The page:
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Santo Antao is located in the Cape Verde archipelago and is the second largest of the nine islands. The main airport is located to the north of the island at Ponta do Sol, which is also the island's main town. However, you are unlikely to be able to access the island direct via this point, as direct flights are extremely limited – not least by the tiny airstrip. Most holiday charters arrive at neighbouring Sao Vicente and transfer, via ferry, take approximately one hour.
One of the first things that any visitor to Santo Antao will notice is how green and rugged the island is. Its mountainous terrain makes it a haven for hikers, walkers, bikers and all manner of trekking holidays. Most visitors base themselves at Ribeira Grande, located to the north of the island. Many who travel to this resort choose to do so on a typical package holiday, where transfers – in a welcoming air conditioned coach - will be included. For those preferring to travel independently, there is generally no shortage of aluguer (taxis) on hand to transfer you. Car hire is available but you will almost certainly need a 4x4 to explore most areas, as roads can be very basic.
Whatever means you choose to travel by, the journey from Porto Novo, where the ferry from Sao Vicente docks, across to Ribeira Grande, is spectacular. Built mosaic-like from local volcanic stone, the roadway stretches approximately 20 miles, twisting and turning down though volcanic gorges and over volcanic ridges, with a vast array of spectacular scenery. In places the road is very narrow, with sheer drops of 600m to either side! At some of the highest points on the roadway you are almost engulfed in a micro climate, where pine and eucalyptus forests flourish.
Santo Antao is certainly an island of contrasts. In parts, it is lush, fertile and extremely mountainous - you can reach altitudes of over 1,500m in several places. The highest peak, Top de Coroa, will take you to just under 2,000m. Organized excursions are readily available on the island to explore these stunning backdrops, which include walking, trekking and even canyoning trips. For the really serious hiker, a trip to Cova, near Riberia Grande, brings the chance to descend an ancient volcanic crater.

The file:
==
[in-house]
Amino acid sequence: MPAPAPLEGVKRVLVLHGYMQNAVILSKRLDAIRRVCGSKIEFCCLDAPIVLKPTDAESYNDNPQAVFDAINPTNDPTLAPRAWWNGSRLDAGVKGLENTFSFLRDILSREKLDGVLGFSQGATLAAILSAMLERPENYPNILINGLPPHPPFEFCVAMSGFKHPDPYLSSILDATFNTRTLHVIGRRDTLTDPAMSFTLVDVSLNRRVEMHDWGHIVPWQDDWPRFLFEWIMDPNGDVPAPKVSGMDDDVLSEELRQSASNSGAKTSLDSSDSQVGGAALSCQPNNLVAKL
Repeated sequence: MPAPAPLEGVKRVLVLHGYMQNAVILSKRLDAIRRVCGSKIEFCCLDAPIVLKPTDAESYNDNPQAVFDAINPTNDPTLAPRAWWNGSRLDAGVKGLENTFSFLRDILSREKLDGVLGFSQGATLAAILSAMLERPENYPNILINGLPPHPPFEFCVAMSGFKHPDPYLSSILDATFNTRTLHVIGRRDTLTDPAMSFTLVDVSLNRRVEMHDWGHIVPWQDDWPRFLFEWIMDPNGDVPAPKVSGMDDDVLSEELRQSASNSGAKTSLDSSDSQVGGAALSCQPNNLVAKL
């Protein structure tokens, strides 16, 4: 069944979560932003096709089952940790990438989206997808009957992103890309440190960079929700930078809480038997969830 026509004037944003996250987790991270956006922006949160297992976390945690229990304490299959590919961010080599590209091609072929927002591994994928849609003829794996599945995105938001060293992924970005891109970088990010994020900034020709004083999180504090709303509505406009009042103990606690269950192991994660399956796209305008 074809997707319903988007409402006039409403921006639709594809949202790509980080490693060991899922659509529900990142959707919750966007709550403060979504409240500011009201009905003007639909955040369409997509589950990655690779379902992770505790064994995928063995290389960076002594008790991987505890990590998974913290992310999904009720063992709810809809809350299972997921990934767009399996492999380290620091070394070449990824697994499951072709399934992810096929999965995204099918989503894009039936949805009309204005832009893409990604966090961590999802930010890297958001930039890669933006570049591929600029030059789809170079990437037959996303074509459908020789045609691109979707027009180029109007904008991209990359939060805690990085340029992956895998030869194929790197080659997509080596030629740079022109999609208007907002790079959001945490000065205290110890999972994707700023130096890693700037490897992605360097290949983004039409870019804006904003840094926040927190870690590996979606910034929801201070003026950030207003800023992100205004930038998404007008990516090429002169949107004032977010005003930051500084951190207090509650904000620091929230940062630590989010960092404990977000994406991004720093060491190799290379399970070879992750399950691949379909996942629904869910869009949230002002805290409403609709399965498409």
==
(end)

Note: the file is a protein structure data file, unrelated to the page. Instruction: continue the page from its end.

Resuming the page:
Conversely, along its coast, Santo Antao is dry, arid and warm and as with any island destination, watersports are always in plentiful supply, with a particular emphasis for exploration and fishing. With clear, calm waters surrounding San Antao – sea temperatures rarely drop below the mid 20s - the area is a haven for divers and snorkellers, who can marvel at the marine life, or explore the numerous corals and caves. Divers can also visit a wreck dating back to 1919. Fishing trips are very popular and there is even the opportunity to try spear fishing in local caves!
The island's capital, Ponta do Sol, is well worth a visit. As the main municipality, you will find this a bustling and vibrant area, with colonial buildings, numerous places of interest and an array of bars and restaurants. The best of Santo Antao nightlife is also located here.
Dining out you will find that the emphasis is on seafood, caught daily, as well as Creole and Portuguese inspired dishes reflecting Cape Verde's heritage. One thing not to miss out on is a taste of the famous Cape Verdian Rum, made from locally grown sugar cane and known as 'grogue'.
Temperatures on Santo Antao are reflective of its proximity to the west coast of Africa and range from the mid twenty degree range, climbing to around 30 degrees in the hottest period. Humidity is generally low and with steady light winds, this is a good all year round destination.
Santo Antao is not the only island in Cape Verde that can boast spectacular scenery and if time allows, it is well worth considering a trip to neighbouring islands, including Sal, Boa Vista and Maio to soak up the sights and sounds. Those feeling particularly adventurous may even want to try Fogo, where you can climb a live volcano! Inter-island travel is via local ferries or planes, although both can be a little erratic in terms of schedules.
Much of Cape Verde's tourism stemmed from Portugal and Italy until, in recent years, direct flights to the area became available from the UK. English is widely spoken across the region, as tourism blossoms and resorts contine to expand. However, unlike many European tourist resorts, you will not be able to use your flexible friend too readily in Cape Verde, as many places do not accept credit cards. ATM machines are also generally only available in the larger towns on the bigger islands, so travellers cheques and cash are a must.